Decoding Tough and Tender Cuts

Understanding the basic anatomy of one mammal—a cow, a pig, a woolly mammoth, or a rabbit—will help you develop an instinctual sense for which cuts of meat to use in almost any situation. Most of us already have a general awareness of how animals move, and, in order to determine which cuts are which, it’s helpful to think about how certain muscles may have had to work throughout the animal’s lifetime: Was it a hard-working, high-activity muscle (legs, cheeks), or a lazy, low-activity muscle (back, loin)? If you can answer that question, it will help you determine how long to cook it, and at what temperature, in order to achieve a whole range of results. In general, muscles that work harder will be tough, while muscles that work less will be tender. Read on to familiarize yourself with tough and tender cuts, so you can head to the butcher confident in your protein-picking prowess.

What Makes Meat Tough or Tender?

Muscles that work hard have a lot of collagen. Collagen (and a little elastin) keep the muscles together and attached to the bone. So it’s not surprising that hard-working muscles need a lot of collagen to do their job, or that this collagen makes them tough. But given enough time, heat, and moisture, this collagen will transform into gelatin. And gelatin and melted fat give slow-cooked tough cuts like smoked brisket their wonderful succulence. (More on that here.)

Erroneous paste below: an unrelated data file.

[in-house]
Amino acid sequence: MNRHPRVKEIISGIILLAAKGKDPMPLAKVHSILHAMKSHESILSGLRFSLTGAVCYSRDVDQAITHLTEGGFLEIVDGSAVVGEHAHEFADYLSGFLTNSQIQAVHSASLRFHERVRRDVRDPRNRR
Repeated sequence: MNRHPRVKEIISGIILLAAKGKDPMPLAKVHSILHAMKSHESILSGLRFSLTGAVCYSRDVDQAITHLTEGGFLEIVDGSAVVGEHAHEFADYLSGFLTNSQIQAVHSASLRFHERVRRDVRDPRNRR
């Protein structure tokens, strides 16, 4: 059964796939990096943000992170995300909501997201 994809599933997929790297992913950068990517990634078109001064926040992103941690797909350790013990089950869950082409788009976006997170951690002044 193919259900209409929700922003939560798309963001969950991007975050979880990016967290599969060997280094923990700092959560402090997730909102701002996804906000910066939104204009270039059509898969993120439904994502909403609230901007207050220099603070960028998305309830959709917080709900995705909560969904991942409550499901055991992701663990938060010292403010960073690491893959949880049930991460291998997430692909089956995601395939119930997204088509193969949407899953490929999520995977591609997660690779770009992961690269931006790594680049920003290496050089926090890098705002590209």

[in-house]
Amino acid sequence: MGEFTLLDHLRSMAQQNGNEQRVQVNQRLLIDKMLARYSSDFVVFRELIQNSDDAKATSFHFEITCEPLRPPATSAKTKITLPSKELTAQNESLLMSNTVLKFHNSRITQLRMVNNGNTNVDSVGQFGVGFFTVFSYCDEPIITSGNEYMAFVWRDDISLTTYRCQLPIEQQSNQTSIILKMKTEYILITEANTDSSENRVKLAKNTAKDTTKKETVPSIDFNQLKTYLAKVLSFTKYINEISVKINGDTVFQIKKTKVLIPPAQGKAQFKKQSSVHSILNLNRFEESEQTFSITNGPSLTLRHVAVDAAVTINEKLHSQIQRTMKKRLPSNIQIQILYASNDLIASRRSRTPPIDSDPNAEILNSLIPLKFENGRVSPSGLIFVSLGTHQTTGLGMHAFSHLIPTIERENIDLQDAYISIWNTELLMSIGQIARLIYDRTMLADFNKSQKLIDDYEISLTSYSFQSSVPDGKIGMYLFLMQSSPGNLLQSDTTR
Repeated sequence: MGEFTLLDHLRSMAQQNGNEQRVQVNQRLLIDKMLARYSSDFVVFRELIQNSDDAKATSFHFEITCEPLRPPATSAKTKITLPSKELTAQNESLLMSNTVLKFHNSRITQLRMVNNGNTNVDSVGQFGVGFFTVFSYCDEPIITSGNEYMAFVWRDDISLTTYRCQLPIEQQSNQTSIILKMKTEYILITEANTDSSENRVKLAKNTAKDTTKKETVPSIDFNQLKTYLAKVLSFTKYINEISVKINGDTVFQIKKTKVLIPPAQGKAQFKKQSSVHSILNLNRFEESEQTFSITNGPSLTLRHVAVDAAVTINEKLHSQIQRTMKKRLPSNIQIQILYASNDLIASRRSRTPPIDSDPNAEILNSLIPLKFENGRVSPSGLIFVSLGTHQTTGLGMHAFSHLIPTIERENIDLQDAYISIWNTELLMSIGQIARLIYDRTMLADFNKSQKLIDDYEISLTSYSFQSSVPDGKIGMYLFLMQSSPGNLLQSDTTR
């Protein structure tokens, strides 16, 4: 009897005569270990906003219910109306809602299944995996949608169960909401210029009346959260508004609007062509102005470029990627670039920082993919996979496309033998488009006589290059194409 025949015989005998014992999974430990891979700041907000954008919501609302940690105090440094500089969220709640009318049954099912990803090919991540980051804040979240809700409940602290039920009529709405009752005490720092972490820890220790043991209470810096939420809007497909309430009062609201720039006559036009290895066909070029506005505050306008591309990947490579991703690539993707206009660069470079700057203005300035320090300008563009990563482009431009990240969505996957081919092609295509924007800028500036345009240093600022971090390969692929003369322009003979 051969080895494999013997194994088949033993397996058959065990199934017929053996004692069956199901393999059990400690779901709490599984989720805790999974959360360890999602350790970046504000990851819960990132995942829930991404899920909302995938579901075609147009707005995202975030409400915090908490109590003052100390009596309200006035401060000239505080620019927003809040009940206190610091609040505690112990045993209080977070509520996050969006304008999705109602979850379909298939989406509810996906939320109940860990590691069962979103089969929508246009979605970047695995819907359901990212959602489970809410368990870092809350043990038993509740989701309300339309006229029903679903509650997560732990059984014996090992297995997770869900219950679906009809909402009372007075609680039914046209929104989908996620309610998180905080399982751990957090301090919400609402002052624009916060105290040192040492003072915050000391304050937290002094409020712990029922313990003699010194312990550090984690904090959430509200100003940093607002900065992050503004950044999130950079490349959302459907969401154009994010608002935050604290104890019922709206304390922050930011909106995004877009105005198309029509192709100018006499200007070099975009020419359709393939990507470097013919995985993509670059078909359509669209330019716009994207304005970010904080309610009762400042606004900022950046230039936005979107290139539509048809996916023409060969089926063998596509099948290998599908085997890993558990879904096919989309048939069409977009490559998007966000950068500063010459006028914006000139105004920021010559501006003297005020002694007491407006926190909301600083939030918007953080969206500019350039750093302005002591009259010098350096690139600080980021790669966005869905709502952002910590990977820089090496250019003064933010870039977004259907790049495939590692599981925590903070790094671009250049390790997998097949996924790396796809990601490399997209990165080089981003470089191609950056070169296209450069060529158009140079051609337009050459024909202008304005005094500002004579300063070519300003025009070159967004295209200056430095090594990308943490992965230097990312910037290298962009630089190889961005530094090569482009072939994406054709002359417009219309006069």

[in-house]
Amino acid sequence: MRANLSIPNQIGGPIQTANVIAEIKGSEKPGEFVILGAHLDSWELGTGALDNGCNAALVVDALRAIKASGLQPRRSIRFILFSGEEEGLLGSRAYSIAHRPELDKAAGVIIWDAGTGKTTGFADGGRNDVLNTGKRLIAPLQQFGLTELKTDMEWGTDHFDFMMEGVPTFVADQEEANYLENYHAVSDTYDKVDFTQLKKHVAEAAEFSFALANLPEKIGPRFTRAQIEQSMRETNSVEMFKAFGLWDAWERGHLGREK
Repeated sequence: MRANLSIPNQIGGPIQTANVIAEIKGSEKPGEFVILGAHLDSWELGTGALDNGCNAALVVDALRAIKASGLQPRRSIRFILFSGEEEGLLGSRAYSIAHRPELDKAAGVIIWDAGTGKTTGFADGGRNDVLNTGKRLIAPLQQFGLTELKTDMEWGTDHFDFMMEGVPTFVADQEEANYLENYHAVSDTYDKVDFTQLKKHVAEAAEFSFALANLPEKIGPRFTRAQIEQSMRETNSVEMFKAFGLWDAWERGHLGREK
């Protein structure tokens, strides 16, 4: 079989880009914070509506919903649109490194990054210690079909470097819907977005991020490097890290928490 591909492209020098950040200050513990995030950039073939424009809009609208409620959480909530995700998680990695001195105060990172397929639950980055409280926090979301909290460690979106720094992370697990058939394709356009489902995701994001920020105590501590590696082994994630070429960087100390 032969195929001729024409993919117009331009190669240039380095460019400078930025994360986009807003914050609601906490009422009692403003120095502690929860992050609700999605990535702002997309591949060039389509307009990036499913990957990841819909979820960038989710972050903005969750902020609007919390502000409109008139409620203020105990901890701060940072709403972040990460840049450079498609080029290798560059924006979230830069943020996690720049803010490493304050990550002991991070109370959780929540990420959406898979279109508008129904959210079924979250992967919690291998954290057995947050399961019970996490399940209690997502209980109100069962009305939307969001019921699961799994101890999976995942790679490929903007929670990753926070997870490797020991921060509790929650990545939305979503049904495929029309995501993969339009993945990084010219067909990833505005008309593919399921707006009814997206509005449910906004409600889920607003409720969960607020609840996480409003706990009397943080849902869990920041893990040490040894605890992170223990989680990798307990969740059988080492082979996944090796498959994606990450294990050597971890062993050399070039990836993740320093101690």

Take cows, for example. Cows spend much of their time chewing, so their cheeks develop a lot of tough collagen. To make those cheeks tender, you need to cook them for a long time at a low temperature, like 140 °F / 60 °C for 72 hours, or for an hour in a pressure cooker at 250 °F / 121 °C. Likewise, beef shanks, chucks, and rumps do a lot of work, and need a lot of time or heat to get tender. But the muscles in the middle of the cow’s back don’t do much at all, so that’s where you find tender, juicy cuts like filet mignons and NY strip steaks.

A great way to memorize which muscles are tough and which are tender is to remember that, beginning with the center of the cow’s back, and moving down and outwards along its body from there, the muscles go from most tender to most tough, as we illustrate below.

Decoding Tough and Tender Cuts

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